Cover Image

Not for Sale

View/Hide Left Panel
Click for next page ( 64

The National Academies | 500 Fifth St. N.W. | Washington, D.C. 20001
Copyright © National Academy of Sciences. All rights reserved.
Terms of Use and Privacy Statement

Below are the first 10 and last 10 pages of uncorrected machine-read text (when available) of this chapter, followed by the top 30 algorithmically extracted key phrases from the chapter as a whole.
Intended to provide our own search engines and external engines with highly rich, chapter-representative searchable text on the opening pages of each chapter. Because it is UNCORRECTED material, please consider the following text as a useful but insufficient proxy for the authoritative book pages.

Do not use for reproduction, copying, pasting, or reading; exclusively for search engines.

OCR for page 63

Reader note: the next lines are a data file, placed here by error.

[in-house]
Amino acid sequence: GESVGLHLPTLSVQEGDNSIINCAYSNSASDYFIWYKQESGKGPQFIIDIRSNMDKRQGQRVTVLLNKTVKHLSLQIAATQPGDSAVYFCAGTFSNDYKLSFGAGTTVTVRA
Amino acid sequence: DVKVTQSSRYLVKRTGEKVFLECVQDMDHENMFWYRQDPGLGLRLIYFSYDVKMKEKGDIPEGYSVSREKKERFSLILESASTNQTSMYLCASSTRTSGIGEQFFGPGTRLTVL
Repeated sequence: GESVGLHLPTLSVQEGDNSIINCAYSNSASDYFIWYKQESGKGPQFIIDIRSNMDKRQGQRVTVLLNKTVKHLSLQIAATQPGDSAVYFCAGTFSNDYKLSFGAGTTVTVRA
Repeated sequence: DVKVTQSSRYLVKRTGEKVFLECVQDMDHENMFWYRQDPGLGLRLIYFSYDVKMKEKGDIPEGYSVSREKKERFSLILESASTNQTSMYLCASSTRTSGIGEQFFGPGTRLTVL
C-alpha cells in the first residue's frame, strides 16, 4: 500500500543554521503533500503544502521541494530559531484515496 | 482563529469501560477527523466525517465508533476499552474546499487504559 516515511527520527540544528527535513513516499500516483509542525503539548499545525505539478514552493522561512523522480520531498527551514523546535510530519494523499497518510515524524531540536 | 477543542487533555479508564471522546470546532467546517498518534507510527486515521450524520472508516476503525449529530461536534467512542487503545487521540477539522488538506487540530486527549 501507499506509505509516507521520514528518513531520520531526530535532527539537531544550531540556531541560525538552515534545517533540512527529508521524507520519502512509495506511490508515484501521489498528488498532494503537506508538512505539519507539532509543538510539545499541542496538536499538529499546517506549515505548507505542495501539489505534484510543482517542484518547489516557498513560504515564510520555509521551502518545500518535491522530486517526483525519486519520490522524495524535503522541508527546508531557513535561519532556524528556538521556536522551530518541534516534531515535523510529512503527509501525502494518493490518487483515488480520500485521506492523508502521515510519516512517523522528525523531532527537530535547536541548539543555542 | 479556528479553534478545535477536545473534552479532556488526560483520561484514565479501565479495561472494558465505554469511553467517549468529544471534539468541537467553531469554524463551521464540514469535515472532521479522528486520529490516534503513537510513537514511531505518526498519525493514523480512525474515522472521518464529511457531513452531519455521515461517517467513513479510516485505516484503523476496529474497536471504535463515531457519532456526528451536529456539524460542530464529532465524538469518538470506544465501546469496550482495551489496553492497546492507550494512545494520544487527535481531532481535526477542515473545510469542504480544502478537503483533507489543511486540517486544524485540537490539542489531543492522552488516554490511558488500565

63 inforcing by both reducing element size and congestion of 3.3.4 Moment Redistribution reinforcement. Analytical formulations were used to establish the strain limit for which negative moments at the internal supports of 3.3.2 Fatigue continuous beams can be redistributed. This strain limit needs to be verified experimentally by testing continuous beams. Limited available data indicate that the fatigue limit of higher strength, and particularly micro-composite alloy steel, may be markedly improved over that of conventional black 3.3.5 Control of Flexural Cracking steel. A study to establish reliable S-N relationships for differ- and Corrosion ent grades of reinforcing steel is recommended. Such a study must consider full-section bars (not coupons) and include a The current provisions in the AASHTO specifications for range of bar sizes. maximum spacing of reinforcement for Class 1 exposure are based on an assumed crack width of 0.017 in. A Class 2 expo- sure corresponds with a crack width of 0.013 in. At the same 3.3.3 Shear Friction time, there appears to be little or no correlation between As discussed in Section 2.6 and in Zeno (2009), the basis for crack width and corrosion. The current equation for maxi- current shear friction design methodology is entirely empirical mum spacing requires that the tensile stress in steel rein- and does not represent the actual observed behavior. While the forcement at the service limit state be calculated. For a beam, current design approach is calibrated for the use of steel hav- this is relatively simple. However, for a bridge deck, it is more ing yield strength less than 60 ksi, it is shown to be inadequate complicated because of arching action and two-dimensional for other cases (both higher and lower yield strengths). It is rec- load distribution. Research is needed to address the issue ommended that an extensive study be undertaken to establish of control of cracking by distribution of reinforcement and a more rational design basis for establishing shear friction its impact on corrosion of reinforcement. The research capacity. Such a study will also support the understanding of should include all types and grades of corrosion-resistant shear capacity in general. reinforcement.